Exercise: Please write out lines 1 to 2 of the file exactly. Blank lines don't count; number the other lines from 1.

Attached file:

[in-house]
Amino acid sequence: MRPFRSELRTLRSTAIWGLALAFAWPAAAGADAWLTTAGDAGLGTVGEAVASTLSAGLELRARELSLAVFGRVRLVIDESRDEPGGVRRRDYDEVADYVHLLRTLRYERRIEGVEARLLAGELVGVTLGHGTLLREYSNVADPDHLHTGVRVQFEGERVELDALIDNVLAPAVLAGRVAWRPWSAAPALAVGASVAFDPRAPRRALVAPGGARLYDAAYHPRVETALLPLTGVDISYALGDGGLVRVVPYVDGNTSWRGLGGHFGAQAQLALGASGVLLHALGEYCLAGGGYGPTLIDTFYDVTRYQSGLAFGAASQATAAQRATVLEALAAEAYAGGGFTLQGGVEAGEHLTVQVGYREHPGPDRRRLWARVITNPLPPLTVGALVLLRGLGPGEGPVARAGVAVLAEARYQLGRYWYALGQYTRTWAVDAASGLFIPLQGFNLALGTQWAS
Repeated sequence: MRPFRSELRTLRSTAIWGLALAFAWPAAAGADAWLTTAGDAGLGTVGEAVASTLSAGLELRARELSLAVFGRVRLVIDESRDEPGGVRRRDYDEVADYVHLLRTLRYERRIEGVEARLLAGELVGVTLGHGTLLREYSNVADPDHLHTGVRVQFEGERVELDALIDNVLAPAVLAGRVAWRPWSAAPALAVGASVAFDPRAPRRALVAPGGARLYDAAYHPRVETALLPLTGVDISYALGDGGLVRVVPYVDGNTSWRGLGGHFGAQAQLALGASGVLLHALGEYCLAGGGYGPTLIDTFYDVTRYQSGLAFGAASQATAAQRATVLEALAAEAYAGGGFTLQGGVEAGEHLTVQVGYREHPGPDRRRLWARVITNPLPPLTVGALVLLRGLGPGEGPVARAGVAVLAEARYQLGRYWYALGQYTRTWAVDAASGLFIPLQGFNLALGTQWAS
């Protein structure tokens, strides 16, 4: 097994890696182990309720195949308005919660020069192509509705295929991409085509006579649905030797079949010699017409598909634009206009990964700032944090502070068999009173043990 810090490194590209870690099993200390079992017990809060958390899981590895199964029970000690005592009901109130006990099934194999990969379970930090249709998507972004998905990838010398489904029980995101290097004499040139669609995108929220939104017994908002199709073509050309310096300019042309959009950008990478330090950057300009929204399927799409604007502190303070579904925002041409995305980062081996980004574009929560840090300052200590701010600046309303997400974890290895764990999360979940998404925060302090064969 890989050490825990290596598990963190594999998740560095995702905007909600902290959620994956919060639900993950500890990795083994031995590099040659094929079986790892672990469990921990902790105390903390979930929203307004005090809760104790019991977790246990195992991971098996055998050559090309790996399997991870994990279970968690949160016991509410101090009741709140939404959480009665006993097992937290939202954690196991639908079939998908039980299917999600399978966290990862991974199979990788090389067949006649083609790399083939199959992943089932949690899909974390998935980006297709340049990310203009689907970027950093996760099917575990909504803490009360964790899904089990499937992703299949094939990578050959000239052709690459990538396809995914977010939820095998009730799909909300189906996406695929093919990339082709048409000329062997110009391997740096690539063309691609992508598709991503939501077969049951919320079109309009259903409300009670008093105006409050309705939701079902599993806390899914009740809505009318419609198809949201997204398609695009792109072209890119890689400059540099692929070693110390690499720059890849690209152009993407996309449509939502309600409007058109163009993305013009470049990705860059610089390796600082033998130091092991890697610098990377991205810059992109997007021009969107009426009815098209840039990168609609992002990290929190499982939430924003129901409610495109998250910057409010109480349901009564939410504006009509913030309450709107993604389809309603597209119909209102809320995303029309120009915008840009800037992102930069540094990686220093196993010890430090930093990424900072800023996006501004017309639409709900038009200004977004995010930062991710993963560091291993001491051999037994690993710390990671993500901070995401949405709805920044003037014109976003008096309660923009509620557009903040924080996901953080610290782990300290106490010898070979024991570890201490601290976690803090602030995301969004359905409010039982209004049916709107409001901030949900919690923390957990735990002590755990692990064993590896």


[in-house]
Amino acid sequence: MRPFRSELRTLRSTAIWGLALAFAWPAAAGADAWLTTAGDAGLGTVGEAVASTLSAGLELRARELSLAVFGRVRLVIDESRDEPGGVRRRDYDEVADYVHLLRTLRYERRIEGVEARLLAGELVGVTLGHGTLLREYSNVADPDHLHTGVRVQFEGERVELDALIDNVLAPAVLAGRVAWRPWSAAPALAVGASVAFDPRAPRRALVAPGGARLYDAAYHPRVETALLPLTGVDISYALGDGGLVRVVPYVDGNTSWRGLGGHFGAQAQLALGASGVLLHALGEYCLAGGGYGPTLIDTFYDVTRYQSGLAFGAASQATAAQRATVLEALAAEAYAGGGFTLQGGVEAGEHLTVQVGYREHPGPDRRRLWARVITNPLPPLTVGALVLLRGLGPGEGPVARAGVAVLAEARYQLGRYWYALGQYTRTWAVDAASGLFIPLQGFNLALGTQWAS